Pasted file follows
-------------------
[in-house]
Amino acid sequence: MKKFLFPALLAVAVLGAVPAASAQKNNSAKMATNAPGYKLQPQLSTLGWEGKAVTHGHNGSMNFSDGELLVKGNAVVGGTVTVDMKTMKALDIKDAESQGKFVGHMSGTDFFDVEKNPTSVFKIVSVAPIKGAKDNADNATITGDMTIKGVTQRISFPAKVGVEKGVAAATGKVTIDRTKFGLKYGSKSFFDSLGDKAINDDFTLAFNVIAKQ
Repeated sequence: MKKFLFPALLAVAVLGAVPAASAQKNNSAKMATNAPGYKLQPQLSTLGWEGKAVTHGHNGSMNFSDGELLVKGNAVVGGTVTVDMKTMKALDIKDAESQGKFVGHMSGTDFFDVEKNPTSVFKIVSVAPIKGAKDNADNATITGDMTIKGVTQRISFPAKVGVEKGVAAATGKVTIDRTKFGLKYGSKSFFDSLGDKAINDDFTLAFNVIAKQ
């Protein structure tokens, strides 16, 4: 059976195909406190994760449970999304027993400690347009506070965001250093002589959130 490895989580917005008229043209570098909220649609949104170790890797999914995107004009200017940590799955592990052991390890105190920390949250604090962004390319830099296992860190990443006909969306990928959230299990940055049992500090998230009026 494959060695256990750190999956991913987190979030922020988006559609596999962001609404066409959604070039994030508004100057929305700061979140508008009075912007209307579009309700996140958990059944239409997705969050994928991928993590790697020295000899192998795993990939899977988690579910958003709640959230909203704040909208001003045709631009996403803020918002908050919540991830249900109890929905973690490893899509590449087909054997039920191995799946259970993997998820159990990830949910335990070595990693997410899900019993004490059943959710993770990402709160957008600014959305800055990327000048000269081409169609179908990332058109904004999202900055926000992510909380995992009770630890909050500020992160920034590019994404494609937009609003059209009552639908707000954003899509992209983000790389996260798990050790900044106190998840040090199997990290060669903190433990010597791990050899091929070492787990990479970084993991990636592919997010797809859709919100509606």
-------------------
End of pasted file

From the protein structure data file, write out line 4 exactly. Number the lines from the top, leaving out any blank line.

């Protein structure tokens, strides 16, 4: 059976195909406190994760449970999304027993400690347009506070965001250093002589959130 490895989580917005008229043209570098909220649609949104170790890797999914995107004009200017940590799955592990052991390890105190920390949250604090962004390319830099296992860190990443006909969306990928959230299990940055049992500090998230009026 494959060695256990750190999956991913987190979030922020988006559609596999962001609404066409959604070039994030508004100057929305700061979140508008009075912007209307579009309700996140958990059944239409997705969050994928991928993590790697020295000899192998795993990939899977988690579910958003709640959230909203704040909208001003045709631009996403803020918002908050919540991830249900109890929905973690490893899509590449087909054997039920191995799946259970993997998820159990990830949910335990070595990693997410899900019993004490059943959710993770990402709160957008600014959305800055990327000048000269081409169609179908990332058109904004999202900055926000992510909380995992009770630890909050500020992160920034590019994404494609937009609003059209009552639908707000954003899509992209983000790389996260798990050790900044106190998840040090199997990290060669903190433990010597791990050899091929070492787990990479970084993991990636592919997010797809859709919100509606």